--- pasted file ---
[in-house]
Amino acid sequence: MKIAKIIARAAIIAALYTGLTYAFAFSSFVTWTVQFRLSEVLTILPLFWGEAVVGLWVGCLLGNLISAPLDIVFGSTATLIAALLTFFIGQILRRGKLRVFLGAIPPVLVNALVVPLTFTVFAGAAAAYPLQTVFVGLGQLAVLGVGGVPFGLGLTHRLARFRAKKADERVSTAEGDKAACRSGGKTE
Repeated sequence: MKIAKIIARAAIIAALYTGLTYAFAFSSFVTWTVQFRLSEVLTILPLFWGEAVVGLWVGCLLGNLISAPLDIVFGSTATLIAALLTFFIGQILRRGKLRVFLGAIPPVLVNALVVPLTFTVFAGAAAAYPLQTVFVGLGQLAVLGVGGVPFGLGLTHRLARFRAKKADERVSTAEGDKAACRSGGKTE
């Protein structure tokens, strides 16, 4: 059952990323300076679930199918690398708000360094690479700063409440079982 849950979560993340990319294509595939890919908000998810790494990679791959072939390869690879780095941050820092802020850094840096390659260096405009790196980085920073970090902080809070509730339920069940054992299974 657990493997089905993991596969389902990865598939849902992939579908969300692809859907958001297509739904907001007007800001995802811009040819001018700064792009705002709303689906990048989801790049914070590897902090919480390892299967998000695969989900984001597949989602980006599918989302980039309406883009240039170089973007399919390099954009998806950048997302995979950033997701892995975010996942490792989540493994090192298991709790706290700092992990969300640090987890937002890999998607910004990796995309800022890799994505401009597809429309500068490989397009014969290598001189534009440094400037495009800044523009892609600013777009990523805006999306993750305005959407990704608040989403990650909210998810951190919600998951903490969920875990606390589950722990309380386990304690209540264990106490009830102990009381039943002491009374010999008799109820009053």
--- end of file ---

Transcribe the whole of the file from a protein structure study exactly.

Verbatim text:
[in-house]
Amino acid sequence: MKIAKIIARAAIIAALYTGLTYAFAFSSFVTWTVQFRLSEVLTILPLFWGEAVVGLWVGCLLGNLISAPLDIVFGSTATLIAALLTFFIGQILRRGKLRVFLGAIPPVLVNALVVPLTFTVFAGAAAAYPLQTVFVGLGQLAVLGVGGVPFGLGLTHRLARFRAKKADERVSTAEGDKAACRSGGKTE
Repeated sequence: MKIAKIIARAAIIAALYTGLTYAFAFSSFVTWTVQFRLSEVLTILPLFWGEAVVGLWVGCLLGNLISAPLDIVFGSTATLIAALLTFFIGQILRRGKLRVFLGAIPPVLVNALVVPLTFTVFAGAAAAYPLQTVFVGLGQLAVLGVGGVPFGLGLTHRLARFRAKKADERVSTAEGDKAACRSGGKTE
């Protein structure tokens, strides 16, 4: 059952990323300076679930199918690398708000360094690479700063409440079982 849950979560993340990319294509595939890919908000998810790494990679791959072939390869690879780095941050820092802020850094840096390659260096405009790196980085920073970090902080809070509730339920069940054992299974 657990493997089905993991596969389902990865598939849902992939579908969300692809859907958001297509739904907001007007800001995802811009040819001018700064792009705002709303689906990048989801790049914070590897902090919480390892299967998000695969989900984001597949989602980006599918989302980039309406883009240039170089973007399919390099954009998806950048997302995979950033997701892995975010996942490792989540493994090192298991709790706290700092992990969300640090987890937002890999998607910004990796995309800022890799994505401009597809429309500068490989397009014969290598001189534009440094400037495009800044523009892609600013777009990523805006999306993750305005959407990704608040989403990650909210998810951190919600998951903490969920875990606390589950722990309380386990304690209540264990106490009830102990009381039943002491009374010999008799109820009053």